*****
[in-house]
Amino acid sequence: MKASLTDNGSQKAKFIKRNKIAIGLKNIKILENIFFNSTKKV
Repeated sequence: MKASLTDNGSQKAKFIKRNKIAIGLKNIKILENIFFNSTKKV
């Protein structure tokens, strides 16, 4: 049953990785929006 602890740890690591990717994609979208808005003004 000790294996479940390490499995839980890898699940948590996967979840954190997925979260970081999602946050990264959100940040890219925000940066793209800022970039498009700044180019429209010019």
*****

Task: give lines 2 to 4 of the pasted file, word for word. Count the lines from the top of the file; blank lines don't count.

Amino acid sequence: MKASLTDNGSQKAKFIKRNKIAIGLKNIKILENIFFNSTKKV
Repeated sequence: MKASLTDNGSQKAKFIKRNKIAIGLKNIKILENIFFNSTKKV
């Protein structure tokens, strides 16, 4: 049953990785929006 602890740890690591990717994609979208808005003004 000790294996479940390490499995839980890898699940948590996967979840954190997925979260970081999602946050990264959100940040890219925000940066793209800022970039498009700044180019429209010019």